Last week's Anti Counterfeiting Forum, organised by UKEA and The Electronics Component Supply Network (ECSN) highlighted the huge problems of counterfeiting – but ended on an optimistic note.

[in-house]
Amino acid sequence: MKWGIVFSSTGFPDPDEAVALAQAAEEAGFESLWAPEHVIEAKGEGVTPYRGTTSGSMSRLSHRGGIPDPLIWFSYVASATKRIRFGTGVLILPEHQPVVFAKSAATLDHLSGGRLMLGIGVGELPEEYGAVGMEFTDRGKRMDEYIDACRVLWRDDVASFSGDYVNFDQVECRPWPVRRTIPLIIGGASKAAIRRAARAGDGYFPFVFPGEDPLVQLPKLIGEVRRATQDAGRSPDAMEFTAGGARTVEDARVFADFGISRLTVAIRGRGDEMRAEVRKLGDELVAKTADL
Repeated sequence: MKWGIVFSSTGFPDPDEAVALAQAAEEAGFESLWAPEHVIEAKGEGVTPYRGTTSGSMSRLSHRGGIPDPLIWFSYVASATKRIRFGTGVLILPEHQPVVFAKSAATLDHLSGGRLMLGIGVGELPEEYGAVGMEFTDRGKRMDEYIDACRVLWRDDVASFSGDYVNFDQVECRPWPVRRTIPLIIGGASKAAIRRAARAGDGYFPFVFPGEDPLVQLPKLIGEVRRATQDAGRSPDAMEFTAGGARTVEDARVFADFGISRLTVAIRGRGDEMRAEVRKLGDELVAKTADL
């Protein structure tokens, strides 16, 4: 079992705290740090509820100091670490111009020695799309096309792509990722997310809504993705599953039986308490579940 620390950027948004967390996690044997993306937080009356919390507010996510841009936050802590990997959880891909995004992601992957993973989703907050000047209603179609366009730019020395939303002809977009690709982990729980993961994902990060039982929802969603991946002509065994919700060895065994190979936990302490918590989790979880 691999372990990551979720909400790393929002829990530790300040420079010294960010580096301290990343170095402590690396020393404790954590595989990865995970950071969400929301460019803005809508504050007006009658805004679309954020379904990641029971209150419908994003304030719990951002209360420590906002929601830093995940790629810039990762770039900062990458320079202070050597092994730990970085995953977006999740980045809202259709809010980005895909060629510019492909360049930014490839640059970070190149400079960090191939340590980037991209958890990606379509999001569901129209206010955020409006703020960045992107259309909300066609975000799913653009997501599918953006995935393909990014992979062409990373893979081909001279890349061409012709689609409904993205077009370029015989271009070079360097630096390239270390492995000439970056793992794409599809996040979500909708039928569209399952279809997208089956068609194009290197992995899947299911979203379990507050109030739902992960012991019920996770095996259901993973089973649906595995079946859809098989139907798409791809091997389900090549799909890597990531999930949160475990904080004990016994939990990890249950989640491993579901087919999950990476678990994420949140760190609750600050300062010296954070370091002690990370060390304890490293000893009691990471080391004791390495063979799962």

Counterfeit components cost the UK economy approximately £800million per year, but according to ECSN's chairman, Adam Fletcher, while the problem is being emphasised - both by industry and government - not enough people are yet in 'receive mode'. Delegates expressed concern at adhering to stringent 'green' directives such as WEEE and RoHS, which too easily become counterproductive. It's an absurd situation. Electronics waste is sent to Asia. Unscrupulous opportunists rip out components. Counterfeits are shabbily constructed on grubby streets. These then find their way back to the UK – usually through the 'grey market'. And, more worryingly, counterfeit components are now being constructed so well, that many remain undetected by test equipment. If such components end up in medical or aerospace sectors, the results could be catastrophic. However, there is light at the end of the tunnel. Delegates agreed that strengthening communication along the supply chain and buying components from reputable UK suppliers, will enhance traceability and minimise risk. By joining forces and pushing for tougher legislation, it appears the onus, for now, is on the electronics industry to get the ball rolling.